Schizophrenia care in England is a dysfunctional system that does not deliver the quality of treatment needed for recovery.
This is according to a new report ‘Abandoned Illness’ by the Schizophrenia Commission, which spent a year scoping the state of care and outcomes for people living with the condition in England.
It found that patients were being "dumped in hospitals wards" where they were being given drug treatments, but then left to watch television, rather than receiving psychological help, such as cognitive behaviour therapy.
The report said that patients with schizophrenia were also more likely to die younger than a person not suffering from the disease, and had very poor job prospects given the stigma of the disease and the side effects of drug treatment.
This is particularly worrying as schizophrenia affects more than 220,000 people in England alone, with one in six people having symptoms of psychosis, such as hallucinations, at some stage of their lives.
The cost to the NHS in England is also high, with the average stay on an acute mental health unit costing more than £12,000, which racks up to £11.8 billion a year in total.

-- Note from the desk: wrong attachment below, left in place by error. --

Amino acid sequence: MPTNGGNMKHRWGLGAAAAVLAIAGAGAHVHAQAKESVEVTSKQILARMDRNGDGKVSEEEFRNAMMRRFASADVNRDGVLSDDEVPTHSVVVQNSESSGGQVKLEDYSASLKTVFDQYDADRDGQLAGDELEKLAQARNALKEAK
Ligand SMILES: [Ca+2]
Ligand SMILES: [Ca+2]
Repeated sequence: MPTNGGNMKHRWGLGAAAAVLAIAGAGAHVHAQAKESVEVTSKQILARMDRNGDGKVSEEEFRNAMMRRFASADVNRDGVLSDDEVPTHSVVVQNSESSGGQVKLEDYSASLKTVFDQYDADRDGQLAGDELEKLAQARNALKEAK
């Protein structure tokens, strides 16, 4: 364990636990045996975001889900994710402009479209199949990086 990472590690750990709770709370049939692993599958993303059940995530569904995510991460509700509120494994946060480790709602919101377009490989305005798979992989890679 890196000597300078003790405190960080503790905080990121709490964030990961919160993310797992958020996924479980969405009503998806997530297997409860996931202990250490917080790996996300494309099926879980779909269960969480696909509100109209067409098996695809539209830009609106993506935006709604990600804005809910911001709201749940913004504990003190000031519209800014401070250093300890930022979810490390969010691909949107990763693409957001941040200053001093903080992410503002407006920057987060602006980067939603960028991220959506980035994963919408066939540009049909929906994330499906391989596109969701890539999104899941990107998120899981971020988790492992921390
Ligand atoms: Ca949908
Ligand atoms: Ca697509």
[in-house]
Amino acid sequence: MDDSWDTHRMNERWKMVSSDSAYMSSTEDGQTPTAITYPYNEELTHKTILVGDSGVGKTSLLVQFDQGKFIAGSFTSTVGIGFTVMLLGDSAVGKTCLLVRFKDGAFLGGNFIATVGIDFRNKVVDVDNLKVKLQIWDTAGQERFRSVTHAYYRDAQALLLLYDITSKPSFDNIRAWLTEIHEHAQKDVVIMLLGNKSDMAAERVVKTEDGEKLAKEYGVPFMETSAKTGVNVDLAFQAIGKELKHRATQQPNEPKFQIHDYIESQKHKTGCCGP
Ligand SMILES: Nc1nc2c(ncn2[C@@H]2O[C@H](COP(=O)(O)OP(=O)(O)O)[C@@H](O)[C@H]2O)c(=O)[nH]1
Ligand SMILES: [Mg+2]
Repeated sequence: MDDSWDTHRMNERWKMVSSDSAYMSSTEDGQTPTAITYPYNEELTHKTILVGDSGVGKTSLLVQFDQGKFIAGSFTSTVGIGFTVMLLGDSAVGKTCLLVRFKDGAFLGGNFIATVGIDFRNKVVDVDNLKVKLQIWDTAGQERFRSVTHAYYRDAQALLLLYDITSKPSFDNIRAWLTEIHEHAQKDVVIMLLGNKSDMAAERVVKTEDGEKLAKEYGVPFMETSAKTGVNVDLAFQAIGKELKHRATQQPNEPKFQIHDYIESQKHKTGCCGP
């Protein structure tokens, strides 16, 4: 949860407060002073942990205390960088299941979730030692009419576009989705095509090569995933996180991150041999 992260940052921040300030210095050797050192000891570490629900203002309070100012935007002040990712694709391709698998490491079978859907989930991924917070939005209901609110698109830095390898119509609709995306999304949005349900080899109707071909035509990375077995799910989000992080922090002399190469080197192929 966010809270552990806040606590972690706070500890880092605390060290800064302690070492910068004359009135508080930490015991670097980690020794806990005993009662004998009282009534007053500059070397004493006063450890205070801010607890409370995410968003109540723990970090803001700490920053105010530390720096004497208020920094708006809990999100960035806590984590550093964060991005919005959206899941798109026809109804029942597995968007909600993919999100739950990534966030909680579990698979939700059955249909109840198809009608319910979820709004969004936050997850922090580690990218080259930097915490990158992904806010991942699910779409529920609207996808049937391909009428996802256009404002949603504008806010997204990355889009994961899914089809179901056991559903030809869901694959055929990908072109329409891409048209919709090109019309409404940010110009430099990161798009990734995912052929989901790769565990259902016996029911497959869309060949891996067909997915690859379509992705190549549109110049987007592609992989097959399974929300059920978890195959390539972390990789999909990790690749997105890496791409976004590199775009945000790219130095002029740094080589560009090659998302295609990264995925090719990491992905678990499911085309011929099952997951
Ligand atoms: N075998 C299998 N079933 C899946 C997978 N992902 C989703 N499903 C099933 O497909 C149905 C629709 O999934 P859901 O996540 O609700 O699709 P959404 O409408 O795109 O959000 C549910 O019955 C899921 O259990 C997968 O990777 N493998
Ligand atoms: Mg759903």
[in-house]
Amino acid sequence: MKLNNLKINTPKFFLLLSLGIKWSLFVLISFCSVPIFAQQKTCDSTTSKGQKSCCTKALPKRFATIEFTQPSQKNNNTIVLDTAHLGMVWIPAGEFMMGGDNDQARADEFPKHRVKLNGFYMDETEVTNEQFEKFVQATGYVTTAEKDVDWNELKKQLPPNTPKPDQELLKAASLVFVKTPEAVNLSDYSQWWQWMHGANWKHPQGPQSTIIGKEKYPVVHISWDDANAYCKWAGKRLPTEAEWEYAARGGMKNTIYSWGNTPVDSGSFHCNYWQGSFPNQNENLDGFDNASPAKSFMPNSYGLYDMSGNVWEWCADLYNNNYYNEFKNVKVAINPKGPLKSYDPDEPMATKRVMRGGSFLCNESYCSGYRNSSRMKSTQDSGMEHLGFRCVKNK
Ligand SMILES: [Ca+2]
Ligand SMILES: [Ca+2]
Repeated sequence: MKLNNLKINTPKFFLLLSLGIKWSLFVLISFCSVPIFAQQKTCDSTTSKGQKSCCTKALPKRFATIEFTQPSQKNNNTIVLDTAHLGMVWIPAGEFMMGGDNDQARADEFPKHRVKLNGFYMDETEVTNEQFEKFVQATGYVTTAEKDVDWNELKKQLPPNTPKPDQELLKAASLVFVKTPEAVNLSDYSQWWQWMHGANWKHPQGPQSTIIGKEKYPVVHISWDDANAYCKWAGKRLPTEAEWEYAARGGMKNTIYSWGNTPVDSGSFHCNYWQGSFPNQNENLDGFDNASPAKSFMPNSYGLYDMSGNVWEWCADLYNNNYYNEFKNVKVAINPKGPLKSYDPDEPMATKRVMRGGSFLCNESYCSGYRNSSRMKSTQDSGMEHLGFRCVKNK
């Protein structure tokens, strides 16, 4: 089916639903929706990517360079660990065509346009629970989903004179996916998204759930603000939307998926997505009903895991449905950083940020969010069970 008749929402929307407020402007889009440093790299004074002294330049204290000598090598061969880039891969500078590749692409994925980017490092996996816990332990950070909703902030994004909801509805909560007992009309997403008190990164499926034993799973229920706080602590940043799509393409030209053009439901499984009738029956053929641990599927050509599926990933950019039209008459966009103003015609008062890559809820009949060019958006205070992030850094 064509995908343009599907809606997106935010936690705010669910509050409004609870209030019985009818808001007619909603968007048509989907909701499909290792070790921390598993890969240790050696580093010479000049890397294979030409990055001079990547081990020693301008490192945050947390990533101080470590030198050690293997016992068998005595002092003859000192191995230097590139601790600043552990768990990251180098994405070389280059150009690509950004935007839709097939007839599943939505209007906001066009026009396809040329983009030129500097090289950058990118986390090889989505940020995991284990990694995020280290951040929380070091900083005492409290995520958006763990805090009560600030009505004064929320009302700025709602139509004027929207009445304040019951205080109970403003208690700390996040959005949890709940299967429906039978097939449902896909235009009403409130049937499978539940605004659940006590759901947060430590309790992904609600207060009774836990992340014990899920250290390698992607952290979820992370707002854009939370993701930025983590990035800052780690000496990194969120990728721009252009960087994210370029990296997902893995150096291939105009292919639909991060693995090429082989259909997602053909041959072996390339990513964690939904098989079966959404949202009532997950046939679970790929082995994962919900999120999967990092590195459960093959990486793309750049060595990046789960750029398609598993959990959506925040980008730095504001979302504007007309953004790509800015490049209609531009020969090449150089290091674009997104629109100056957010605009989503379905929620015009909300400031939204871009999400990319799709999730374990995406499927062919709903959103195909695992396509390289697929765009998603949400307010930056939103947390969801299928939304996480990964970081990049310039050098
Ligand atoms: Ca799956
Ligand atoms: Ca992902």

Professor Robin Murray, who chaired the Commission, said more money should instead be aimed at more efficacious and cost-effective intervention in the early stages of illness, which can reduce the likelihood of patients deteriorating to the point that they need acute care.
“People are being badly let down by the system in every area of their lives,” he said. “People with psychosis need to be given the hope that it is perfectly possible to live a fulfilling life after diagnosis - we have no doubt that this is achievable.
Compulsory treatment is also becoming more common, the report added, in part because of the poor state of many acute wards. Coercion levels are up year on year, and increased 5% in the last 12 months alone, it said.
In an interview with Sky News, patient Laura Sherlock told how she was not involved in decisions regarding her treatment regime. “I felt numb, deathly tired and barely able to move or think,” she said. “When I stopped taking my tablets I was given medication by injections - I had no say in my own treatment.
Paul Jenkins, a spokesman for the Rethink charity, which commissioned the report, said: “It’s been over 100 years since the term ‘schizophrenia’ was first coined, but care and treatment are still nowhere near good enough. It is a scandal that in 2012 people with schizophrenia are dying 15 to 20 years earlier than the general population.”
He told the BBC
that the drugs available now "are not perfect" but are a step in the right direction. But these drugs must be used with talking therapies, he stressed, rather than used in isolation.